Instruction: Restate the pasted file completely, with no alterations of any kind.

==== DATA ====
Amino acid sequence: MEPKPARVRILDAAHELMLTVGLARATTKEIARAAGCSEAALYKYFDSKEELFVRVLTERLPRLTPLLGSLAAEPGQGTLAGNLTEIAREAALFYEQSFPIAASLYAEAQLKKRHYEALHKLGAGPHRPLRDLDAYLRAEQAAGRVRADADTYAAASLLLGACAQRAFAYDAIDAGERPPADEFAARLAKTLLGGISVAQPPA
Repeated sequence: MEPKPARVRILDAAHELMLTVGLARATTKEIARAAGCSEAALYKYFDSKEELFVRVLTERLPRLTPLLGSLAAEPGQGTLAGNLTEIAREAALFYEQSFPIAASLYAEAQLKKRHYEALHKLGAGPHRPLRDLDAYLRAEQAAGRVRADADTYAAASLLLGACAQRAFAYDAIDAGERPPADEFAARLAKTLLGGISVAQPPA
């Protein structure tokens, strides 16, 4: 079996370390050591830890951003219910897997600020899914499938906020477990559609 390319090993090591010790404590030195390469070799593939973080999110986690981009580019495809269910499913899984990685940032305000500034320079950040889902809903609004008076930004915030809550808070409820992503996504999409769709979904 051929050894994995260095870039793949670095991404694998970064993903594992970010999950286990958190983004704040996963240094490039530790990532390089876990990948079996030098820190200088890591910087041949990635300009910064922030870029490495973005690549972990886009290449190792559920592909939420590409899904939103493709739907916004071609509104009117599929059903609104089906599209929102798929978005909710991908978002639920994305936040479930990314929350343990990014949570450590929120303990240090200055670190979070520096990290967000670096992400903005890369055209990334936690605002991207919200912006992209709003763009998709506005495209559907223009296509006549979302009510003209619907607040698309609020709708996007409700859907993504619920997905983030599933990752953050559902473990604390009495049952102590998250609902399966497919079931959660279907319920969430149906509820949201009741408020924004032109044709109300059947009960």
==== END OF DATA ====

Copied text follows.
Amino acid sequence: MEPKPARVRILDAAHELMLTVGLARATTKEIARAAGCSEAALYKYFDSKEELFVRVLTERLPRLTPLLGSLAAEPGQGTLAGNLTEIAREAALFYEQSFPIAASLYAEAQLKKRHYEALHKLGAGPHRPLRDLDAYLRAEQAAGRVRADADTYAAASLLLGACAQRAFAYDAIDAGERPPADEFAARLAKTLLGGISVAQPPA
Repeated sequence: MEPKPARVRILDAAHELMLTVGLARATTKEIARAAGCSEAALYKYFDSKEELFVRVLTERLPRLTPLLGSLAAEPGQGTLAGNLTEIAREAALFYEQSFPIAASLYAEAQLKKRHYEALHKLGAGPHRPLRDLDAYLRAEQAAGRVRADADTYAAASLLLGACAQRAFAYDAIDAGERPPADEFAARLAKTLLGGISVAQPPA
């Protein structure tokens, strides 16, 4: 079996370390050591830890951003219910897997600020899914499938906020477990559609 390319090993090591010790404590030195390469070799593939973080999110986690981009580019495809269910499913899984990685940032305000500034320079950040889902809903609004008076930004915030809550808070409820992503996504999409769709979904 051929050894994995260095870039793949670095991404694998970064993903594992970010999950286990958190983004704040996963240094490039530790990532390089876990990948079996030098820190200088890591910087041949990635300009910064922030870029490495973005690549972990886009290449190792559920592909939420590409899904939103493709739907916004071609509104009117599929059903609104089906599209929102798929978005909710991908978002639920994305936040479930990314929350343990990014949570450590929120303990240090200055670190979070520096990290967000670096992400903005890369055209990334936690605002991207919200912006992209709003763009998709506005495209559907223009296509006549979302009510003209619907607040698309609020709708996007409700859907993504619920997905983030599933990752953050559902473990604390009495049952102590998250609902399966497919079931959660279907319920969430149906509820949201009741408020924004032109044709109300059947009960």